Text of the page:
Sell-Side Trims Targets for Bitcoin Miner Argo Blockchain

Analysts at H.C Wainwright and Jefferies slashed their price targets for Argo Blockchain (ARBK) following disappointing guidance when the company delivered quarterly results on Wednesday.

Kevin Dede at H.C. Wainwright continues to rate Argo a buy, but lowered his price target to $8 from $14, and versus yesterday's closing price of $4.93. Meanwhile, Jonathan Peterson and Amanda Santillo at Jefferies cut their price target to $13 from $20, while also maintaining a buy rating.

Behind Argo's year-end 2023 hashrate guidance cut to 3.2 exahash per second (EH/s) from 5.0 are delays in the miner's plans to deploy custom-made mining rigs using Intel's (INTC) Blocksale application-specific integrated circuits. Speaking to investors in a conference call this week, Argo CEO Peter Wall said the delays were in part due to his company's decision to redesign the machines to maximize efficiency as opposed to computing power. Wainwright's Dede noted that supply chain issues have also delayed the Intel machines deployment.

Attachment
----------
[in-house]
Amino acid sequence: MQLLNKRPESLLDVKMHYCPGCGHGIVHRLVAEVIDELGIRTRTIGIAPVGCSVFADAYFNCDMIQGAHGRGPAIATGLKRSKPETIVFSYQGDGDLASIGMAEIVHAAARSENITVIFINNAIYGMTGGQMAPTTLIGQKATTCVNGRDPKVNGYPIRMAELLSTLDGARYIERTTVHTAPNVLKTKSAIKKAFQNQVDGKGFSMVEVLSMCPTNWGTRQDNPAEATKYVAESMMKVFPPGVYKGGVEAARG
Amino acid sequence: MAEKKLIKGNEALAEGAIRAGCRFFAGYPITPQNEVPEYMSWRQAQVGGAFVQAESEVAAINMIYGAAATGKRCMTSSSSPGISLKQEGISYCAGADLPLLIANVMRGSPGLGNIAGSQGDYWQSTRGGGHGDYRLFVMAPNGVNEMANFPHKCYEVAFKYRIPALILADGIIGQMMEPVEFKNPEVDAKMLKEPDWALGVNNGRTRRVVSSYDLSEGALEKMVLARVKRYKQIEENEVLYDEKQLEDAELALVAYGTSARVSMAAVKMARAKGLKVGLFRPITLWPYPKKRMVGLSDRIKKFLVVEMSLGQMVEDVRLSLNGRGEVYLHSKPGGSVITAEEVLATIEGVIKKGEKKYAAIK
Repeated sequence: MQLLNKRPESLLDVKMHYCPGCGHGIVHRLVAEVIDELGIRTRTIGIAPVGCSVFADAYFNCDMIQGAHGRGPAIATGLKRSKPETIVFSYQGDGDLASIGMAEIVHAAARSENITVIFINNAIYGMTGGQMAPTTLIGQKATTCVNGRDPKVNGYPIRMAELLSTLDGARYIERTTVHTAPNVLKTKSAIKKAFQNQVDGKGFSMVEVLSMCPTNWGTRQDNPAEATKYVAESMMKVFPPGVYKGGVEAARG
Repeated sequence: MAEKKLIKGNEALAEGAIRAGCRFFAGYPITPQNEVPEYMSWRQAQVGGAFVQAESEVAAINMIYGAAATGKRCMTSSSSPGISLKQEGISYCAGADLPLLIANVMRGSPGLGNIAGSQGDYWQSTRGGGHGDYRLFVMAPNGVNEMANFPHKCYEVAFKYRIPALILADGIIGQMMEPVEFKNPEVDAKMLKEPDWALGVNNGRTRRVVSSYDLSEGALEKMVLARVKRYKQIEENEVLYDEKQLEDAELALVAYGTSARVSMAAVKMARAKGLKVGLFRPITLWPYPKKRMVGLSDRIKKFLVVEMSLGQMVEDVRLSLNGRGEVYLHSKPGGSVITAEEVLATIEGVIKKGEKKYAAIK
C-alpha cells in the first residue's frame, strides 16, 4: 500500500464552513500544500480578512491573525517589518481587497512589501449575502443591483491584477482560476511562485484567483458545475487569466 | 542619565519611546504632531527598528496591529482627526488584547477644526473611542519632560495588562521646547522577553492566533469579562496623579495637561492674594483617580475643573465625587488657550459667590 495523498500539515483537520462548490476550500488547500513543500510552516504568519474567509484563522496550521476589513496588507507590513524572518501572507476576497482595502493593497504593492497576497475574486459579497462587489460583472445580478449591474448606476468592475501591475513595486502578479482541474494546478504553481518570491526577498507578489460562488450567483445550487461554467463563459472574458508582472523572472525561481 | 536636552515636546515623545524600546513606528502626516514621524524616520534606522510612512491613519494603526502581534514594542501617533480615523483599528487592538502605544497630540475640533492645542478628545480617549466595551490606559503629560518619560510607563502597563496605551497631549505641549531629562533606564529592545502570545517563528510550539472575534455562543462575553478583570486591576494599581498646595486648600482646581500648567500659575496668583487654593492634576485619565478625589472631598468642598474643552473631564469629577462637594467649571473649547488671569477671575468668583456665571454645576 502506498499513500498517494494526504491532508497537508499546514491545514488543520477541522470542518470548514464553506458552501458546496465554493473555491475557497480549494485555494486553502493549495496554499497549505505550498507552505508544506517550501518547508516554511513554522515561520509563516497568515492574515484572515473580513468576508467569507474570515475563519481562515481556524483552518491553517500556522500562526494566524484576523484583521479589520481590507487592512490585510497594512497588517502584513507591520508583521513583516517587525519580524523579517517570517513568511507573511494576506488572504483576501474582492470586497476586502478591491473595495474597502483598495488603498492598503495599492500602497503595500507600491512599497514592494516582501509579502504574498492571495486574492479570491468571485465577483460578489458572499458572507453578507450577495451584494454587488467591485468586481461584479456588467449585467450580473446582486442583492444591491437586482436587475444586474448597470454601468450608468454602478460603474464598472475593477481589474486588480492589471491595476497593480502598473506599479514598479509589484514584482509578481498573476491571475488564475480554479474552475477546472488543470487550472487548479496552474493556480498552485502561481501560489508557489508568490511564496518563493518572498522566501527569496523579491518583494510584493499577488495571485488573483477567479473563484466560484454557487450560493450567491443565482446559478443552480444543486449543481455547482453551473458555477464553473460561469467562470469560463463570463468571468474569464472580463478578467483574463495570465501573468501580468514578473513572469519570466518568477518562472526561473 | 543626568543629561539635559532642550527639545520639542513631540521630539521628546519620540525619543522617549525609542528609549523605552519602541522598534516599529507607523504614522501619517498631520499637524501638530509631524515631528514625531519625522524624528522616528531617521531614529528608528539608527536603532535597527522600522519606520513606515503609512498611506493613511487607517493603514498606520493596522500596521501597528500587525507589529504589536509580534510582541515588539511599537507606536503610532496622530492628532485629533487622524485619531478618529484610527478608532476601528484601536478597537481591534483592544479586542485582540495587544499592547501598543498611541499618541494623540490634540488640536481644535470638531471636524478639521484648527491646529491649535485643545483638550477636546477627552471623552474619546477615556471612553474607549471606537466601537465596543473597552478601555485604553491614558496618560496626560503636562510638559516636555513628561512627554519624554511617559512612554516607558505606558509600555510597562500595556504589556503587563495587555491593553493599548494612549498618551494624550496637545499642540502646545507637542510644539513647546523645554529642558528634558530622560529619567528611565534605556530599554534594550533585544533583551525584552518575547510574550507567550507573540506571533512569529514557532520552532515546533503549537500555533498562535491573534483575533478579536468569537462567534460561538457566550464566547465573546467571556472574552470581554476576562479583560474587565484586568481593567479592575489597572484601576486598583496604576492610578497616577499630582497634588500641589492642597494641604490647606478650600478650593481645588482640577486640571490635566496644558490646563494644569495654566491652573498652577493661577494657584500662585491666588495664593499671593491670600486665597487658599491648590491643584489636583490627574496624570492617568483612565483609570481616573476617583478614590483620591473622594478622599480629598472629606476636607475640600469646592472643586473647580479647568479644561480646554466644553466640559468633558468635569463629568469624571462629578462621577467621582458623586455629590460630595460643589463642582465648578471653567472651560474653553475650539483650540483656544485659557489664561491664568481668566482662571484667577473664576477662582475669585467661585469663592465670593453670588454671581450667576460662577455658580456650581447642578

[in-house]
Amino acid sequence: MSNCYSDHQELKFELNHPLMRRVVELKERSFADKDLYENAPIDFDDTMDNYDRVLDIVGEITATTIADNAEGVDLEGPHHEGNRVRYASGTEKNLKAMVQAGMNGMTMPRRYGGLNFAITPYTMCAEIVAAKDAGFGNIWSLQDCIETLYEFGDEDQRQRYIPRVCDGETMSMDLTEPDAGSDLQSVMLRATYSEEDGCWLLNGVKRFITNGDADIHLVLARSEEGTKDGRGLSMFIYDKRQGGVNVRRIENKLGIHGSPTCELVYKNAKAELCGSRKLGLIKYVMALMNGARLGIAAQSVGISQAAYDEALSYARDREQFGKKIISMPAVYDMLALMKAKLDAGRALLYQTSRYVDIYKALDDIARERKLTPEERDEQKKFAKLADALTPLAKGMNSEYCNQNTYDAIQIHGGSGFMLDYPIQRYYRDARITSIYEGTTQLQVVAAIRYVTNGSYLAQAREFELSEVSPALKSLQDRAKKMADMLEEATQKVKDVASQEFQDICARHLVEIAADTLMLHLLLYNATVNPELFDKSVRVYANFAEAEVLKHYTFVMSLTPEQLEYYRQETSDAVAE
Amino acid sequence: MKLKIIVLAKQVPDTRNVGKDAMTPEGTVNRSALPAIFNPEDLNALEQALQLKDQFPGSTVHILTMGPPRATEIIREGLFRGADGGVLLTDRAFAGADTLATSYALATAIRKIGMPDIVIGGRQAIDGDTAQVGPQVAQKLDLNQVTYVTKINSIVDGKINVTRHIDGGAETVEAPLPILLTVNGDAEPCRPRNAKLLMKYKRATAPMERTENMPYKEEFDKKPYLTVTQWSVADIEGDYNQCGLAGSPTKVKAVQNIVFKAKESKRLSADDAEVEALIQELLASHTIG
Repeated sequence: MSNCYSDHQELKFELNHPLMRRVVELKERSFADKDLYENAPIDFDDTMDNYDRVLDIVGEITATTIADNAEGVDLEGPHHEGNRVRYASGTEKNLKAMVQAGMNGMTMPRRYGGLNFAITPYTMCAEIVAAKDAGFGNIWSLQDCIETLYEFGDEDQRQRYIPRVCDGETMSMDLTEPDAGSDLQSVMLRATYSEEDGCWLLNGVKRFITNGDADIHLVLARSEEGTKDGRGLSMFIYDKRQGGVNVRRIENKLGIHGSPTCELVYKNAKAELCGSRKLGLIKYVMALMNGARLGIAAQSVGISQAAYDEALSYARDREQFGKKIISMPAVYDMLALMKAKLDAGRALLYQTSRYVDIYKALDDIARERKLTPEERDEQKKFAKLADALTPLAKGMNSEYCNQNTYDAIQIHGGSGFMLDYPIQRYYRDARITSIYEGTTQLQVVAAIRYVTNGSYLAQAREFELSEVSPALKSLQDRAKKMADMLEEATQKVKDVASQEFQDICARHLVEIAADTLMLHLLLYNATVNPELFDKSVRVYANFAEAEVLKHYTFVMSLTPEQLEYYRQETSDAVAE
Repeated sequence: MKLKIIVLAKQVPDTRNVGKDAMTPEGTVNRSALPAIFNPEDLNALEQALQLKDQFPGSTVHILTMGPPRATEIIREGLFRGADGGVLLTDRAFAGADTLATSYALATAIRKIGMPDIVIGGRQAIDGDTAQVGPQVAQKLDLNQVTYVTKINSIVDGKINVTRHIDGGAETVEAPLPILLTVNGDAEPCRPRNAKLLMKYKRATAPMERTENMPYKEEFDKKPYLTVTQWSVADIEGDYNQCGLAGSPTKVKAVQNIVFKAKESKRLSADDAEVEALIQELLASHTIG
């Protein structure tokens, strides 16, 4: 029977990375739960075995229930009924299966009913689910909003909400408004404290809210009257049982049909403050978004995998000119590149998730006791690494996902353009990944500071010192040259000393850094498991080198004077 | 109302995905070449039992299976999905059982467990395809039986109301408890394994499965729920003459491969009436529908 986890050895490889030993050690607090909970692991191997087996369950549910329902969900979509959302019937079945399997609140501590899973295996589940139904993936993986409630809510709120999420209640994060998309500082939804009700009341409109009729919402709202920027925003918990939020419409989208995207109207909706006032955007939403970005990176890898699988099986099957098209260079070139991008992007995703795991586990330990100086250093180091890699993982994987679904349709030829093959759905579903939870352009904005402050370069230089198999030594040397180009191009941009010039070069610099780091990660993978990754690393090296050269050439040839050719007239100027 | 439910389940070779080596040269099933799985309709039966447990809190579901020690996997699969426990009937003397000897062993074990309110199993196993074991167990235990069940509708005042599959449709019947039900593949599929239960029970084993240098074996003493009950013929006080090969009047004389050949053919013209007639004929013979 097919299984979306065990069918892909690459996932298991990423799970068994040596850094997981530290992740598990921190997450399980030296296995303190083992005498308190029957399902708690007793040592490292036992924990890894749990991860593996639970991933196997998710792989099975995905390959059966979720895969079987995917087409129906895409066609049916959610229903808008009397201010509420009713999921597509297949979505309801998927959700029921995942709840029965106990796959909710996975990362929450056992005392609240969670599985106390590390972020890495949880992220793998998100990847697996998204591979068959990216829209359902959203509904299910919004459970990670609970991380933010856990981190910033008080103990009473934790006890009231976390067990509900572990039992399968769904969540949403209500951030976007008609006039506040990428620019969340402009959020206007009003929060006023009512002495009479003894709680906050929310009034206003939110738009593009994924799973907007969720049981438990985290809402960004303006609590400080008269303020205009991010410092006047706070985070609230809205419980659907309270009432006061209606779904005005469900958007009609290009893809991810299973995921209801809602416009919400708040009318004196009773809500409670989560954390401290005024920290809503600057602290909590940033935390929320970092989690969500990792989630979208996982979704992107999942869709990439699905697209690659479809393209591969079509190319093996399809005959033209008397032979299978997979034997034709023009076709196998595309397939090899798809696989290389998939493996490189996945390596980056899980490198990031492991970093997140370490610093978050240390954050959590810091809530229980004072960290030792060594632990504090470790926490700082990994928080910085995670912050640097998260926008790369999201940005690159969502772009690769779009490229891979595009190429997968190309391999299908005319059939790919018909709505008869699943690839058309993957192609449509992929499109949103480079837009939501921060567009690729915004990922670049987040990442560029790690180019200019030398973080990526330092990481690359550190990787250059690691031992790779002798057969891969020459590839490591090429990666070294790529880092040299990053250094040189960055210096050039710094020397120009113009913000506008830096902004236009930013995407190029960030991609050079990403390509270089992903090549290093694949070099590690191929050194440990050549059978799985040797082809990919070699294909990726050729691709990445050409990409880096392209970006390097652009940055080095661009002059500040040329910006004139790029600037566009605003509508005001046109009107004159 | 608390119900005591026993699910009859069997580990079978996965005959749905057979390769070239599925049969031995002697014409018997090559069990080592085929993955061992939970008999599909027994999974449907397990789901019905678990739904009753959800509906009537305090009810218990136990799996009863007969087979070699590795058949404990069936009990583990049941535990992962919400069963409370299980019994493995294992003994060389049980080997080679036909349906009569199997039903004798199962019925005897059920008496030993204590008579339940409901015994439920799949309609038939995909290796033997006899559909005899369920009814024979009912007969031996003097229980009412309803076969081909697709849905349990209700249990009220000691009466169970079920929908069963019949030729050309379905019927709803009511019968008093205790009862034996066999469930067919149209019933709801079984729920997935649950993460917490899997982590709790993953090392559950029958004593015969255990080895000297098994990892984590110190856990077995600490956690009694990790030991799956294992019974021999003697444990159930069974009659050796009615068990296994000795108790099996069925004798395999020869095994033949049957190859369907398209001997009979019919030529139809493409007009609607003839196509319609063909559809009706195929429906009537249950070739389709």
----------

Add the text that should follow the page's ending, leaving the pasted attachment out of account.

While Argo expects to reach 4.1 EH/s by the end of Q1 of next year, the Wainwright analyst pointed out that with a new product, "manufacturing milestones are easily jeopardized," meaning more delays could be in the offing.

Both Dede and the Jefferies team took down revenue targets for Argo, with Dede now expecting full-year sales at $84.3 million versus $135.5 million previously, assuming bitcoin remains at around $24,000 and total network computing power of roughly 220 EH/s. Peterson/Santillo at Jefferies cut their revenue estimate by nearly 50% to $76.8 million from $145.6 million. Their base case scenario has bitcoin is around $21,400 and network hashrate around 220 EH/s for the rest of the year.

Read more: Bitcoin Mining Difficulty: Everything You Need to Know

Argo also indicated that the reduced Intel order helps keep options open by lowering its capital expenditure, Jefferies wrote. The firm said it is looking to raise $25 million-$35 million to achieve 4.1 EH/s, down from a $50 million funding goal earlier this year.

Argo expects to sign a fixed-price power purchasing agreement in the next couple of months, which will both stabilize its electricity spending and allow it to sell power back to the grid, along with other peers, Wall said. The company continues to target a long term power rate of about $2.5 cents per kilowatt hour (kWh) in Texas, where their biggest mine is. The Jefferies team isn't so sure, expecting power to cost $3.75 cents per kWh across Argo's portfolio in the fourth quarter of this year and into 2023.